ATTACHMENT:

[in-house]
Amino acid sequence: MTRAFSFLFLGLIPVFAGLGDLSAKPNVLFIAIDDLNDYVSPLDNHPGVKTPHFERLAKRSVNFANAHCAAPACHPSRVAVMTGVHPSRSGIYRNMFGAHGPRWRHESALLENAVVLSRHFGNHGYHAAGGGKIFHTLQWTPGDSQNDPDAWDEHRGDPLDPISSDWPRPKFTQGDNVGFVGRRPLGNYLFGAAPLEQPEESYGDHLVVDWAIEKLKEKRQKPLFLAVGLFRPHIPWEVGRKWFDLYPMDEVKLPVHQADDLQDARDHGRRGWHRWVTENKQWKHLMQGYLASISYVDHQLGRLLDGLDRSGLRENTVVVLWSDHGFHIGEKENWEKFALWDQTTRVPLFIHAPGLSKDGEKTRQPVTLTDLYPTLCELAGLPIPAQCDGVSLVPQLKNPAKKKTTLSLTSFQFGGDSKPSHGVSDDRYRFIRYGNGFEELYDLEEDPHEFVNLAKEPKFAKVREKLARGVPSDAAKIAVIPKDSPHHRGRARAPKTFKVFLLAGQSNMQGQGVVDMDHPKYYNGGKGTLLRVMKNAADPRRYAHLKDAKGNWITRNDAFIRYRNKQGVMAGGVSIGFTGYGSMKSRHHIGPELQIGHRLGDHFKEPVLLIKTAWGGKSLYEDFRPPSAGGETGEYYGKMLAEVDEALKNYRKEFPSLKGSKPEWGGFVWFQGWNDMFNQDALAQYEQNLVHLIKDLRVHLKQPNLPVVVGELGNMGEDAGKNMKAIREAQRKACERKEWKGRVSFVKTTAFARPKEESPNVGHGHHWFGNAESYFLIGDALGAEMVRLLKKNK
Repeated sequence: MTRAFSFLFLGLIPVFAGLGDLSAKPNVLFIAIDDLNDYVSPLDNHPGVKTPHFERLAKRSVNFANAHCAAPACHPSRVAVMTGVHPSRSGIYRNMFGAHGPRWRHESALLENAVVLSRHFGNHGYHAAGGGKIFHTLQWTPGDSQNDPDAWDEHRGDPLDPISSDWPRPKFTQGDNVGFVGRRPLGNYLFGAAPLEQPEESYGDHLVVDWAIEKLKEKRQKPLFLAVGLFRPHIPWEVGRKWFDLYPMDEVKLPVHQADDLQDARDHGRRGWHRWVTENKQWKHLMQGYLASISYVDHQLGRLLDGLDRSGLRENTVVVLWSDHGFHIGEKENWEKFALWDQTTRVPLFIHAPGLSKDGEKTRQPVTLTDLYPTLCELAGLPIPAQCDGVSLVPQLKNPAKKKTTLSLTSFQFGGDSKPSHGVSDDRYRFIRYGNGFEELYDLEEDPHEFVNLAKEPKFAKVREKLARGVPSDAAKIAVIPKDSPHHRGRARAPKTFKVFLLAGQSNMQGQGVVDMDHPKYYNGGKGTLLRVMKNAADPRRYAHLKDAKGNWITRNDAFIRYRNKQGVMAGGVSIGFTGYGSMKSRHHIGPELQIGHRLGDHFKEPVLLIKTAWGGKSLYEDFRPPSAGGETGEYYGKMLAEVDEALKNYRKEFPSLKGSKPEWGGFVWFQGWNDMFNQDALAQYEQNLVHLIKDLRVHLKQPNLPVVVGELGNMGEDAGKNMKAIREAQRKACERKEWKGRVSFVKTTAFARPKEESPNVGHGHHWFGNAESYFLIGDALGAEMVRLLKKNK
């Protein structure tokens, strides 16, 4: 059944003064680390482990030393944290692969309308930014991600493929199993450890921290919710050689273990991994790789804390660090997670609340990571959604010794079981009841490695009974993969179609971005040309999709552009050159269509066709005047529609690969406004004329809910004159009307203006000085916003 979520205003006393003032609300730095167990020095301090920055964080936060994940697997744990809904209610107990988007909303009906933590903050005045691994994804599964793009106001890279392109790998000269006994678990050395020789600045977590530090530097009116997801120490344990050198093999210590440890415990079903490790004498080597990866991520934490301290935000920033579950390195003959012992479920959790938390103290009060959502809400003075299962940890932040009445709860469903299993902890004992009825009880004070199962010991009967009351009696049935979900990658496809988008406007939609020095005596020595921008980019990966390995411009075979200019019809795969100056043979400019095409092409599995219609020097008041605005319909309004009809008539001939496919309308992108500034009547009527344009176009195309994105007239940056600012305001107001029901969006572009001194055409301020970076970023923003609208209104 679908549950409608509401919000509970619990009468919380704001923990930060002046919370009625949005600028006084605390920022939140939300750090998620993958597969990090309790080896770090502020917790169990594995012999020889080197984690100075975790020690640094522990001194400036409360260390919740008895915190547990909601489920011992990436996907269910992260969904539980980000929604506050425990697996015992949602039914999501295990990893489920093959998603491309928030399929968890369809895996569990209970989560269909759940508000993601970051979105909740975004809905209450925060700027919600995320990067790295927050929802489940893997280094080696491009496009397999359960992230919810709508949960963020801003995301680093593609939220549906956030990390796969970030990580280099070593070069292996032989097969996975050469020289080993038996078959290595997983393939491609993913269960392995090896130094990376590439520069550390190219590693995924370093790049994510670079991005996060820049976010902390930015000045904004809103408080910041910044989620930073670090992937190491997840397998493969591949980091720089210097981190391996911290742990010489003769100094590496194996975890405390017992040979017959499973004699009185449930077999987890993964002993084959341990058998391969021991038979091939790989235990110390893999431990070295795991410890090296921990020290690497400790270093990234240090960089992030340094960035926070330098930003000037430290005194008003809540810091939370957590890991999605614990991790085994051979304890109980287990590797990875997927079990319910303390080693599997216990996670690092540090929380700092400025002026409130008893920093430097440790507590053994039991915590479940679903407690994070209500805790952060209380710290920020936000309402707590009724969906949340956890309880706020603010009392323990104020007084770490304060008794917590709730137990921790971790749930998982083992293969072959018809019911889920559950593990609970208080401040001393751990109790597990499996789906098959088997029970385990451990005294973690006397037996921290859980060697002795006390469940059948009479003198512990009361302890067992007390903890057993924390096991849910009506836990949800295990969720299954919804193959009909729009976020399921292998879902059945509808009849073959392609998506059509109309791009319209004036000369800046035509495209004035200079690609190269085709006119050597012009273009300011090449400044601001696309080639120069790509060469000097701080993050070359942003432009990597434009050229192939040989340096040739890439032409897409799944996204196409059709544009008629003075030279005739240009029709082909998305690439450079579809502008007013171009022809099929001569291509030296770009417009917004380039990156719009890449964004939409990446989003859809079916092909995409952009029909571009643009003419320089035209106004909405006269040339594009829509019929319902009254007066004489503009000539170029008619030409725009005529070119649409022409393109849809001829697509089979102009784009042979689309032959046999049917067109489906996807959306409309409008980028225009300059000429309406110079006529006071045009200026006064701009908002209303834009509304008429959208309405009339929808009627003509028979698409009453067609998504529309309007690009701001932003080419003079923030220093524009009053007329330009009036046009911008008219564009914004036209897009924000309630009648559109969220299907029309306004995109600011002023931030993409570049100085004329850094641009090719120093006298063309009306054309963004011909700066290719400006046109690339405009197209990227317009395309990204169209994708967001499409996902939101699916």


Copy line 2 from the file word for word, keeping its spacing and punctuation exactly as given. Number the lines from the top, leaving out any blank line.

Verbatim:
Amino acid sequence: MTRAFSFLFLGLIPVFAGLGDLSAKPNVLFIAIDDLNDYVSPLDNHPGVKTPHFERLAKRSVNFANAHCAAPACHPSRVAVMTGVHPSRSGIYRNMFGAHGPRWRHESALLENAVVLSRHFGNHGYHAAGGGKIFHTLQWTPGDSQNDPDAWDEHRGDPLDPISSDWPRPKFTQGDNVGFVGRRPLGNYLFGAAPLEQPEESYGDHLVVDWAIEKLKEKRQKPLFLAVGLFRPHIPWEVGRKWFDLYPMDEVKLPVHQADDLQDARDHGRRGWHRWVTENKQWKHLMQGYLASISYVDHQLGRLLDGLDRSGLRENTVVVLWSDHGFHIGEKENWEKFALWDQTTRVPLFIHAPGLSKDGEKTRQPVTLTDLYPTLCELAGLPIPAQCDGVSLVPQLKNPAKKKTTLSLTSFQFGGDSKPSHGVSDDRYRFIRYGNGFEELYDLEEDPHEFVNLAKEPKFAKVREKLARGVPSDAAKIAVIPKDSPHHRGRARAPKTFKVFLLAGQSNMQGQGVVDMDHPKYYNGGKGTLLRVMKNAADPRRYAHLKDAKGNWITRNDAFIRYRNKQGVMAGGVSIGFTGYGSMKSRHHIGPELQIGHRLGDHFKEPVLLIKTAWGGKSLYEDFRPPSAGGETGEYYGKMLAEVDEALKNYRKEFPSLKGSKPEWGGFVWFQGWNDMFNQDALAQYEQNLVHLIKDLRVHLKQPNLPVVVGELGNMGEDAGKNMKAIREAQRKACERKEWKGRVSFVKTTAFARPKEESPNVGHGHHWFGNAESYFLIGDALGAEMVRLLKKNK